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bronchial wall in asthma

Image: “Thickening of the bronchial wall in asthma” by Jefferey PK. License: CC BY 2.0


Bronchial asthma as an inflammatory disease of the airways

Bronchial asthma describes a chronic inflammatory disease of the airways. During the course of the inflammation, bronchial hyperreactivity occurs.

Compared to healthy people, the airways of patients with asthma react more to various stimuli. The consequence is a paroxysmal and recurring obstruction of the airways.

However, this obstruction occurs spontaneously, and with drug treatment, it is completely or partially reversible.


Image: “Figure A shows the location of the lungs and airways in the body. Figure B shows a cross-section of a normal airway. Figure C shows a cross-section of an airway during asthma symptoms.” by United States-National Institute of Health: National Heart, Lung, Blood Institute. License: Public Domain


Bronchial asthma in the population

Bronchial asthma is one of the most common chronic diseases in humans. Around 5% of adults and 10% of children and young people are affected.

With regard to sex distribution, different statements can be found in the literature. According to the World health organization (WHO), slightly more women than men are affected. Other sources state an approximately equal distribution.

Regardless, it is undisputed that the initial onset of the allergic type of asthma occurs mostly during childhood.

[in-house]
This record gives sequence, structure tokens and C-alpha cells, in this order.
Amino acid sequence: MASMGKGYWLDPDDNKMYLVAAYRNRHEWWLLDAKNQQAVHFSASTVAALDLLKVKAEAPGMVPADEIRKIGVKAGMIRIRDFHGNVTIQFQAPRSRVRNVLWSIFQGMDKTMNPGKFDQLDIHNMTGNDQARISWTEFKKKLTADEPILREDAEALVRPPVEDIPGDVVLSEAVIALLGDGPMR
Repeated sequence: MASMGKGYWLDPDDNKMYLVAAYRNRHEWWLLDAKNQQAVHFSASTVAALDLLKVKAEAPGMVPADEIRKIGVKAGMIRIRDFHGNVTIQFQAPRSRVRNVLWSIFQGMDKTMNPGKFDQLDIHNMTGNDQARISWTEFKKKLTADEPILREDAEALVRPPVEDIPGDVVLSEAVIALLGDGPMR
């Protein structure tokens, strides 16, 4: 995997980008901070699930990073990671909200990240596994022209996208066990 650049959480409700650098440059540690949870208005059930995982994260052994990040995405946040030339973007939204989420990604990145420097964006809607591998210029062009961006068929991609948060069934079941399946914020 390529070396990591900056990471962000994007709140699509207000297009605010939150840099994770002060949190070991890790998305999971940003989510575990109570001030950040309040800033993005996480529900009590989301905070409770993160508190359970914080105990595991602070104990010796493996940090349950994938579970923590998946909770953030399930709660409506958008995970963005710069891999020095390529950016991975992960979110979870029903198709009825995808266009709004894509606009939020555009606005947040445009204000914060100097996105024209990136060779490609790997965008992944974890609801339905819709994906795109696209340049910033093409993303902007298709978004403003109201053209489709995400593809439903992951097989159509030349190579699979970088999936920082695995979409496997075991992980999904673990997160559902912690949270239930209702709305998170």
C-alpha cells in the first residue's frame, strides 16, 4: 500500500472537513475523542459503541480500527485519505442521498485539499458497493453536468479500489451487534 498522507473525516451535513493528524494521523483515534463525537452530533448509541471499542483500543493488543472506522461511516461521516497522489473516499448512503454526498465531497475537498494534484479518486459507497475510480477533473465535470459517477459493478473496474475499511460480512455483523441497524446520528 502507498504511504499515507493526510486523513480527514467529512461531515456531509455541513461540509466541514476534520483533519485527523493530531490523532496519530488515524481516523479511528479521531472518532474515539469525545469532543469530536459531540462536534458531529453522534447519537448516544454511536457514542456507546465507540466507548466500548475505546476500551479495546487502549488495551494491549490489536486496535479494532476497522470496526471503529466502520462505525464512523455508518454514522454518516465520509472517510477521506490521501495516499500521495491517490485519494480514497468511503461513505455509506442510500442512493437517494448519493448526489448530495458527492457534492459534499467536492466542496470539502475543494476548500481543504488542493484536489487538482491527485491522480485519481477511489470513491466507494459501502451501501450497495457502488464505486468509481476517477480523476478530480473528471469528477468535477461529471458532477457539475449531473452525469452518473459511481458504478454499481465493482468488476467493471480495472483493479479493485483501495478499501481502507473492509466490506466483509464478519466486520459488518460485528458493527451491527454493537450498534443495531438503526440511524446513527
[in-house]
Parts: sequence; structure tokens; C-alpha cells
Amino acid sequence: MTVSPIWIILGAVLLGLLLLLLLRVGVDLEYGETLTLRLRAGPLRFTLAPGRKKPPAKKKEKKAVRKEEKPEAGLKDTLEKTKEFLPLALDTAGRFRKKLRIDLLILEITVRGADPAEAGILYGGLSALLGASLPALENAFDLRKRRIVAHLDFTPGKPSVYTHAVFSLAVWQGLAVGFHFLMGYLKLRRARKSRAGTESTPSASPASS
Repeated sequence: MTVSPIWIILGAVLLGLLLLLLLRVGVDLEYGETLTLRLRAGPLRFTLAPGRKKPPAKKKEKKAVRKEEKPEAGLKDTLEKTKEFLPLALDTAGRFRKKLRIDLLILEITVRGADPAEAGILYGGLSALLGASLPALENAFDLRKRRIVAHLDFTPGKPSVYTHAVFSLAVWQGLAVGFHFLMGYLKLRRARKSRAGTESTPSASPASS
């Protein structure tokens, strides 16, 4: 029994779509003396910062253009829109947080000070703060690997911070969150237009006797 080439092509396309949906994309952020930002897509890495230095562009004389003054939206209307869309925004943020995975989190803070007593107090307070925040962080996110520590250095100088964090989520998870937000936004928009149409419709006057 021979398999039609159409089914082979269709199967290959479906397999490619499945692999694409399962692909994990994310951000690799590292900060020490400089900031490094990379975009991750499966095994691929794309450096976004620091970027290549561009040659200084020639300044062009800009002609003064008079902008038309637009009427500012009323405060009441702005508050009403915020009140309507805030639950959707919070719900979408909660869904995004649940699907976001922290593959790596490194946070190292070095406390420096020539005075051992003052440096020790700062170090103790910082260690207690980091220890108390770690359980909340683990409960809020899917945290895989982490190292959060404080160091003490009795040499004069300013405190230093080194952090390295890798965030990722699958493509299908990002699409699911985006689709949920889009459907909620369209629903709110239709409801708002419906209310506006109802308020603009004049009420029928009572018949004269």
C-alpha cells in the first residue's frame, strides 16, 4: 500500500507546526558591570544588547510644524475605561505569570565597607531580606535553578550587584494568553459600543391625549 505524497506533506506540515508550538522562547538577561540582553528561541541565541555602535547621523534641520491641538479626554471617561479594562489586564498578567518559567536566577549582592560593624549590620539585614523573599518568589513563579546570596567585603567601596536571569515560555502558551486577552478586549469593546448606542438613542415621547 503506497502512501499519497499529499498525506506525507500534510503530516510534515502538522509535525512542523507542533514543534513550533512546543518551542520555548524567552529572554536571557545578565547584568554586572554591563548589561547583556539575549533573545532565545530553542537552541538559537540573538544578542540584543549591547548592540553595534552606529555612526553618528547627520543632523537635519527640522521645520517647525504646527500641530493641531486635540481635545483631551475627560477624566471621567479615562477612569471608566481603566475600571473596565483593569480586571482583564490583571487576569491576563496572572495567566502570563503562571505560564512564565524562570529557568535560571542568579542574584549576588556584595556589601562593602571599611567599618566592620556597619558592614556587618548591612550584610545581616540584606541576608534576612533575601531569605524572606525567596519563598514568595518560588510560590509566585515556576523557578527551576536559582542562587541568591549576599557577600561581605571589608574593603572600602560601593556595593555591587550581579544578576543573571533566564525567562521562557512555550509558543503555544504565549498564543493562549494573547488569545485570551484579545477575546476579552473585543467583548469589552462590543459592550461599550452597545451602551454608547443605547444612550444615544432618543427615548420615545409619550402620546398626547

Causes and triggering factors

Generally, 2 types of asthma can be distinguished.

  1. Allergic, extrinsic asthma

Patients with allergic, extrinsic asthma develop asthma symptoms when they come into contact with environmental allergens (e.g. pollen, pet hair, house dust mites, mildew, and occupational allergens such as flour dust).

The allergic type of asthma often exists in combination with other diseases pertaining to the atopic syndrome, such as allergic rhinitis or neurodermatitis. This disease all have a polygenic predisposition for excessive production of IgE. If both parents are affected by allergic asthma, their children will have a risk of disease of around 60–80%. On the island Tristan da Cunha, 50% of the population has asthma due to hereditary transmission.

  1. Non-allergic, intrinsic asthma

For non-allergic, intrinsic asthma, the following trigger factors may play a role: respiratory infection (infectious asthma), acetylsalicylic acid/NSAIDs (analgesic asthma syndrome), noxious inhaled agents, gastroesophageal reflux, as well as cold air and physical or mental stress.

Often, the 2 types cannot be rigorously distinguished especially when they occur in adult asthmatics. Only 30% of patients have purely extrinsic or intrinsic asthma; the rest display hybrid forms of both types.


The origin of bronchial asthma

In the case of allergic asthma, the production of IgE antibodies begins only a few minutes after coming into contact with a corresponding allergen. These antibodies activate mast cells, which release mediators such as leukotriene, prostaglandin, and histamine (type 1 hypersensitivity reaction). These mediators cause bronchospasms, on one hand, and attract inflammatory cells, on the other. The inflammatory cells eventually cause the long-term full picture of chronic inflammation.

For non-allergic asthma, the immunological process is similar but is without a triggering allergen. Here, infectious agents (especially viruses) are suspected to act as triggering factors.